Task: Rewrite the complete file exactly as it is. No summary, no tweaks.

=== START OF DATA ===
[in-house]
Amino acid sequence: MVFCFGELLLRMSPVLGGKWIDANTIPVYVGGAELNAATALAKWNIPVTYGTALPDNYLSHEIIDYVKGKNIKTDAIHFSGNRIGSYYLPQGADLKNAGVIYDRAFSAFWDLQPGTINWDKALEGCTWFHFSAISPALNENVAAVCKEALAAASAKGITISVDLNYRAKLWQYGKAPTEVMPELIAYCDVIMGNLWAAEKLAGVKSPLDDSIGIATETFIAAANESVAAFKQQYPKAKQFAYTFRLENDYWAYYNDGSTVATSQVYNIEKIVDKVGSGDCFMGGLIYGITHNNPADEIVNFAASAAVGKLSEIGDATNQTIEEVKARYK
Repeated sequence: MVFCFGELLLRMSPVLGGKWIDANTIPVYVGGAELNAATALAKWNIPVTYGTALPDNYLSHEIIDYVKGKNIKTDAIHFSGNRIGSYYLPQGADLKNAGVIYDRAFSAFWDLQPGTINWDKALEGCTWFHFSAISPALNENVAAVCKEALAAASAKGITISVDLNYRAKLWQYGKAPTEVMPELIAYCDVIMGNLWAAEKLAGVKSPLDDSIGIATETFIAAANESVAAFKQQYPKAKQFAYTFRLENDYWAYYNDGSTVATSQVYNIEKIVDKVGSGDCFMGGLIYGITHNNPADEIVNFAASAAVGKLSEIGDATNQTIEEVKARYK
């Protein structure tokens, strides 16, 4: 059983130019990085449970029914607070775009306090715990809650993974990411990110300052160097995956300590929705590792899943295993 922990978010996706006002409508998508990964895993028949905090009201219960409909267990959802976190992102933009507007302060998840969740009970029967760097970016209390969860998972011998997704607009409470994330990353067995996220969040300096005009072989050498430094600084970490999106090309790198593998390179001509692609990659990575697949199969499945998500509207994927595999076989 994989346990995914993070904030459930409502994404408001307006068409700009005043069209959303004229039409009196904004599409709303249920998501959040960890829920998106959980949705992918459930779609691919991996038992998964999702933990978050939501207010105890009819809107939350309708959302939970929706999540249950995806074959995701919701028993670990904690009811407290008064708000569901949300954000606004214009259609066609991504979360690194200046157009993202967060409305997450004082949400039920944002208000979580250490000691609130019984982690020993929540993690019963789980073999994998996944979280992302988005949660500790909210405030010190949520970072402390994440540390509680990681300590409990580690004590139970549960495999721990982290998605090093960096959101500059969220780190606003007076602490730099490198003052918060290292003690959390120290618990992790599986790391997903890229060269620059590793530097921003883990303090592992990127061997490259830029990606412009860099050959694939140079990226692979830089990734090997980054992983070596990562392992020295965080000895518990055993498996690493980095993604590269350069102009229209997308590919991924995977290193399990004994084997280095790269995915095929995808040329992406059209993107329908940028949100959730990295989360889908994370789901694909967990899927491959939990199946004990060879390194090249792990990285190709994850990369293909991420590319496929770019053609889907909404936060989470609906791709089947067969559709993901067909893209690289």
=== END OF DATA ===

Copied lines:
[in-house]
Amino acid sequence: MVFCFGELLLRMSPVLGGKWIDANTIPVYVGGAELNAATALAKWNIPVTYGTALPDNYLSHEIIDYVKGKNIKTDAIHFSGNRIGSYYLPQGADLKNAGVIYDRAFSAFWDLQPGTINWDKALEGCTWFHFSAISPALNENVAAVCKEALAAASAKGITISVDLNYRAKLWQYGKAPTEVMPELIAYCDVIMGNLWAAEKLAGVKSPLDDSIGIATETFIAAANESVAAFKQQYPKAKQFAYTFRLENDYWAYYNDGSTVATSQVYNIEKIVDKVGSGDCFMGGLIYGITHNNPADEIVNFAASAAVGKLSEIGDATNQTIEEVKARYK
Repeated sequence: MVFCFGELLLRMSPVLGGKWIDANTIPVYVGGAELNAATALAKWNIPVTYGTALPDNYLSHEIIDYVKGKNIKTDAIHFSGNRIGSYYLPQGADLKNAGVIYDRAFSAFWDLQPGTINWDKALEGCTWFHFSAISPALNENVAAVCKEALAAASAKGITISVDLNYRAKLWQYGKAPTEVMPELIAYCDVIMGNLWAAEKLAGVKSPLDDSIGIATETFIAAANESVAAFKQQYPKAKQFAYTFRLENDYWAYYNDGSTVATSQVYNIEKIVDKVGSGDCFMGGLIYGITHNNPADEIVNFAASAAVGKLSEIGDATNQTIEEVKARYK
């Protein structure tokens, strides 16, 4: 059983130019990085449970029914607070775009306090715990809650993974990411990110300052160097995956300590929705590792899943295993 922990978010996706006002409508998508990964895993028949905090009201219960409909267990959802976190992102933009507007302060998840969740009970029967760097970016209390969860998972011998997704607009409470994330990353067995996220969040300096005009072989050498430094600084970490999106090309790198593998390179001509692609990659990575697949199969499945998500509207994927595999076989 994989346990995914993070904030459930409502994404408001307006068409700009005043069209959303004229039409009196904004599409709303249920998501959040960890829920998106959980949705992918459930779609691919991996038992998964999702933990978050939501207010105890009819809107939350309708959302939970929706999540249950995806074959995701919701028993670990904690009811407290008064708000569901949300954000606004214009259609066609991504979360690194200046157009993202967060409305997450004082949400039920944002208000979580250490000691609130019984982690020993929540993690019963789980073999994998996944979280992302988005949660500790909210405030010190949520970072402390994440540390509680990681300590409990580690004590139970549960495999721990982290998605090093960096959101500059969220780190606003007076602490730099490198003052918060290292003690959390120290618990992790599986790391997903890229060269620059590793530097921003883990303090592992990127061997490259830029990606412009860099050959694939140079990226692979830089990734090997980054992983070596990562392992020295965080000895518990055993498996690493980095993604590269350069102009229209997308590919991924995977290193399990004994084997280095790269995915095929995808040329992406059209993107329908940028949100959730990295989360889908994370789901694909967990899927491959939990199946004990060879390194090249792990990285190709994850990369293909991420590319496929770019053609889907909404936060989470609906791709089947067969559709993901067909893209690289």